High street retailers are losing up to £1bn of sales per month due to poor stock management, as customers leave stores downcast and empty handed as their item or size isn't available. 

While the high street is facing many difficult challenges, this is something that be solved relatively easily with the help of the internet. 

According to a YouGov survey commissioned by Venda, 38% of 2,043 respondents have left stores without making an intended purchase as the item they wanted was unavailable. 

So, let's look at how stores can address this problem, and save some of those lost sales...

First, the stats...

  • The report reveals that retailers are losing almost £1bn of potential in-store sales every month, and that this is primarily due to poor stock management.
  • 38% of consumers have left stores empty handed within the last month due to items being out of stock, or unavailable in the right size, colour or style. 
  • This equates to a loss of approximately £43 worth of sales every month for each adult in the UK.
  • More than a third (38%) of shoppers would  look for the products they wanted on a retailer’s website if they are not available in bricks and mortar stores.  
  • However, almost half of respondents (48%) said they would turn to competitor websites when they can’t find goods when out shopping.

How can retailers avoid these losses?

Improved stock management is an obvious answer, but there are limits to the quantity of stock that retailers can hold in store, so it's perhaps more useful to focus on what they can do when items are unavailable. 

42% of consumers confirmed they would still purchase the product from the retailer if a shop assistant was available to check the product availability in stores nearby. Additionally, 44 per cent of women would still make a purchase with the retailer if they had items unavailable in-store ordered on their behalf and delivered to an address of choice.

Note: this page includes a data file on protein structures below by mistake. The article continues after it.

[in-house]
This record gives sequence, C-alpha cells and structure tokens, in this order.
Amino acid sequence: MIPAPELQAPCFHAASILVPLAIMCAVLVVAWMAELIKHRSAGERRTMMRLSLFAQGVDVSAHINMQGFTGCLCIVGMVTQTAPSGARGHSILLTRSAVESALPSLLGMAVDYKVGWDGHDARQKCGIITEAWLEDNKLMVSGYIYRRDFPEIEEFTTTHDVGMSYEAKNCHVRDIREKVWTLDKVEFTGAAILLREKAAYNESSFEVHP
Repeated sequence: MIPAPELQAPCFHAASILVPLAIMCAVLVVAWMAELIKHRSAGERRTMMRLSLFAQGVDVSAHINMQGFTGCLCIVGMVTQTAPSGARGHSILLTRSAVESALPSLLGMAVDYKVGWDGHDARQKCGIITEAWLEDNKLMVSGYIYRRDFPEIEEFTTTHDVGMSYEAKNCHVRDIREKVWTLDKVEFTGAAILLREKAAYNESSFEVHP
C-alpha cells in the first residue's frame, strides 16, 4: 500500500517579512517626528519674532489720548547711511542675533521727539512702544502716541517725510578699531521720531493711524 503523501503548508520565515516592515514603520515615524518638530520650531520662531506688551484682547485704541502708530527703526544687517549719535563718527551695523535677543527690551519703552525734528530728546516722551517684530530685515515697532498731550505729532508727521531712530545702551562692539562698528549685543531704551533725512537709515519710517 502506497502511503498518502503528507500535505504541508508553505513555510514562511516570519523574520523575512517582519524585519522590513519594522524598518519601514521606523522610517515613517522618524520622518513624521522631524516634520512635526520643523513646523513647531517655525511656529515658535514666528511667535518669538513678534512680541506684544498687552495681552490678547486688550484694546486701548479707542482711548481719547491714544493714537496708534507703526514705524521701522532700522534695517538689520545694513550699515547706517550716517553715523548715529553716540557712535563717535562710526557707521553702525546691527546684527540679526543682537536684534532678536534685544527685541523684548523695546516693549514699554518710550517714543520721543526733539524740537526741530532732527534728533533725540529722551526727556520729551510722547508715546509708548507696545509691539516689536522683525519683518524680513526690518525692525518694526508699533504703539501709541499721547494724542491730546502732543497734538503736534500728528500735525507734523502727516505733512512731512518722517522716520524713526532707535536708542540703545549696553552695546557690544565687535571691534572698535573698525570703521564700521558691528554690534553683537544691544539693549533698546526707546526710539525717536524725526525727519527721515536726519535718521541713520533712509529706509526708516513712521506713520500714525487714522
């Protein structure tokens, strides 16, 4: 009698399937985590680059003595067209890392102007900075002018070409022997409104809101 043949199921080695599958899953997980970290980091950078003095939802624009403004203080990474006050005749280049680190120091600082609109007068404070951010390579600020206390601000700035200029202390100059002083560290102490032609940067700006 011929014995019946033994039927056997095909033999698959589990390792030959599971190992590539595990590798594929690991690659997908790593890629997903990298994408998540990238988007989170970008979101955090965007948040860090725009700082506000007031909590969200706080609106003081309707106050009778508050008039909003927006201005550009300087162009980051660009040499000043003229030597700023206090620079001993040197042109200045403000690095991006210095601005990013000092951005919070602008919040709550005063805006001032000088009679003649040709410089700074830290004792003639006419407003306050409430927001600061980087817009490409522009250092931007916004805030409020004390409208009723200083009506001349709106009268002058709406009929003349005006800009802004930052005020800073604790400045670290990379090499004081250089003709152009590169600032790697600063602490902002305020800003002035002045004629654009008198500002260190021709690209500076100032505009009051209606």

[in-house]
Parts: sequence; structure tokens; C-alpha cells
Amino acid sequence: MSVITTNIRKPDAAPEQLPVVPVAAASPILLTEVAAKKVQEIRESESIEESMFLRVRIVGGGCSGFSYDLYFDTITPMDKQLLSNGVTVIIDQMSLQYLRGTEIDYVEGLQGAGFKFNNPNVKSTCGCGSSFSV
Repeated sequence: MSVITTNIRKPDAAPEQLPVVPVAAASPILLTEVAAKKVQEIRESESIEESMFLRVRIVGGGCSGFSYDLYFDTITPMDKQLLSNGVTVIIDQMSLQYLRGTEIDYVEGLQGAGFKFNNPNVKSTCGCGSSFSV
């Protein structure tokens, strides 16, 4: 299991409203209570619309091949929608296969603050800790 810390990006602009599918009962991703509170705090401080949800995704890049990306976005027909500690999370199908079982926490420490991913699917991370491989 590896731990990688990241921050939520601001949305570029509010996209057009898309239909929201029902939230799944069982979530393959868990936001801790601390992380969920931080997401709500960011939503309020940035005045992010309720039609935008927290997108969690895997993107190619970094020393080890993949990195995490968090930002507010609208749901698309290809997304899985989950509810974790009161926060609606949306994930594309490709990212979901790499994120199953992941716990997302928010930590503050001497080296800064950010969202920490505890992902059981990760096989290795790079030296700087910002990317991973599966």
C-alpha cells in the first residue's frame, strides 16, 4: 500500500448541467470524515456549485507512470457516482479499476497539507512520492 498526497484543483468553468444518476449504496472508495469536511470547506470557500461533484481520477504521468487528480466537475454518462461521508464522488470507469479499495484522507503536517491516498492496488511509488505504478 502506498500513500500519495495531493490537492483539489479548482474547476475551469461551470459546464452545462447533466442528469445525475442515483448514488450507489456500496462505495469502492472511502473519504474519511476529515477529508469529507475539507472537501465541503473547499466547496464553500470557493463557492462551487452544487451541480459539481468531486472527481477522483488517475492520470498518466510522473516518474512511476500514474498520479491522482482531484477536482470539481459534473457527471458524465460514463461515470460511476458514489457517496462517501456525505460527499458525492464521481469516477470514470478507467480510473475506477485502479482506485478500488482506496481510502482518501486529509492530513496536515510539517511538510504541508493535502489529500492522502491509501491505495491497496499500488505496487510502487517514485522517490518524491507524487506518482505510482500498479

Order items for the customer

Stores should offer to order items for the customer via this website, with the option of collecting in store or home delivery.

42% of consumers confirmed they would still purchase the product from the retailer if a shop assistant was available to check the product availability in stores nearby.

Additionally, 44% of women would still make a purchase with the retailer if they had the out of stock items ordered on their behalf and delivered to an address of choice.

Refer customers to the website

Of course, not every customer will tell a sales assistant before they leave the store, so prompt them to check the website or contact a member of staff. 

Every high street retailer, no matter how small, should be online, even with the most basic website (or via eBay or Amazon Marketplace).

An ecommerce site or online presence, allows them to sell beyond their immediate area, and while the bricks and mortar store is closed. It also gives them an option when customers can't find what they want in store. 

A mobile site

Many people will check the website regardless, and often there and then on mobile, so an optimised site will be more convenient to use. 

Thus, the customer may be more likely to order the item online. 

Use in-store kiosks 

34% of respondents said they would use in-store kiosks to purchase items immediately and have them delivered at a date and time of their choice. 

Tesco has trialled these touchscreen kiosks in its stores and, though this kind of shiny new tech is likely to appeal to customers, an iPad, or conveniently placed PC will do the same job.